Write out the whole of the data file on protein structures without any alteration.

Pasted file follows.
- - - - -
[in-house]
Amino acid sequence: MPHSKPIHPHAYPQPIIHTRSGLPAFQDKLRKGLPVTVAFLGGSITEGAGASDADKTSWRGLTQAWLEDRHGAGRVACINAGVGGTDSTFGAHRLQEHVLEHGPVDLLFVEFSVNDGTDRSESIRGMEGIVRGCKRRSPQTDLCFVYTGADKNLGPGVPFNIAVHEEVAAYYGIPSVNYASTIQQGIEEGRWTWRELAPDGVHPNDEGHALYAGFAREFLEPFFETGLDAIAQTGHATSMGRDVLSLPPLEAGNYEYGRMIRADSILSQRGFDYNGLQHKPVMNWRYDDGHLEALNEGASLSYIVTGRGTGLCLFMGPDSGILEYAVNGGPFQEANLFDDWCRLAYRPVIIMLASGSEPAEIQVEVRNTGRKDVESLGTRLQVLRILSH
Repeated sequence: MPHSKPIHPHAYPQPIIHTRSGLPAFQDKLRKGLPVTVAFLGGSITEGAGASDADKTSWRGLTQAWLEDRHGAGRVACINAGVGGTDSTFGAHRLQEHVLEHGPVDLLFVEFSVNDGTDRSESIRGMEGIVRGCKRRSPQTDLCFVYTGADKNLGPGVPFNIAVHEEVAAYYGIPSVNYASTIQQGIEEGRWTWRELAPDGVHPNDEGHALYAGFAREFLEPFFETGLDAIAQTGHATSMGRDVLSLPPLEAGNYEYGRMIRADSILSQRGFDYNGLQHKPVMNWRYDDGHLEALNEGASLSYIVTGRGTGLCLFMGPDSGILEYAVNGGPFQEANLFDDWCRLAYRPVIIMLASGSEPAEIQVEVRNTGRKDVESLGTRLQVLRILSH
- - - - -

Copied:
[in-house]
Amino acid sequence: MPHSKPIHPHAYPQPIIHTRSGLPAFQDKLRKGLPVTVAFLGGSITEGAGASDADKTSWRGLTQAWLEDRHGAGRVACINAGVGGTDSTFGAHRLQEHVLEHGPVDLLFVEFSVNDGTDRSESIRGMEGIVRGCKRRSPQTDLCFVYTGADKNLGPGVPFNIAVHEEVAAYYGIPSVNYASTIQQGIEEGRWTWRELAPDGVHPNDEGHALYAGFAREFLEPFFETGLDAIAQTGHATSMGRDVLSLPPLEAGNYEYGRMIRADSILSQRGFDYNGLQHKPVMNWRYDDGHLEALNEGASLSYIVTGRGTGLCLFMGPDSGILEYAVNGGPFQEANLFDDWCRLAYRPVIIMLASGSEPAEIQVEVRNTGRKDVESLGTRLQVLRILSH
Repeated sequence: MPHSKPIHPHAYPQPIIHTRSGLPAFQDKLRKGLPVTVAFLGGSITEGAGASDADKTSWRGLTQAWLEDRHGAGRVACINAGVGGTDSTFGAHRLQEHVLEHGPVDLLFVEFSVNDGTDRSESIRGMEGIVRGCKRRSPQTDLCFVYTGADKNLGPGVPFNIAVHEEVAAYYGIPSVNYASTIQQGIEEGRWTWRELAPDGVHPNDEGHALYAGFAREFLEPFFETGLDAIAQTGHATSMGRDVLSLPPLEAGNYEYGRMIRADSILSQRGFDYNGLQHKPVMNWRYDDGHLEALNEGASLSYIVTGRGTGLCLFMGPDSGILEYAVNGGPFQEANLFDDWCRLAYRPVIIMLASGSEPAEIQVEVRNTGRKDVESLGTRLQVLRILSH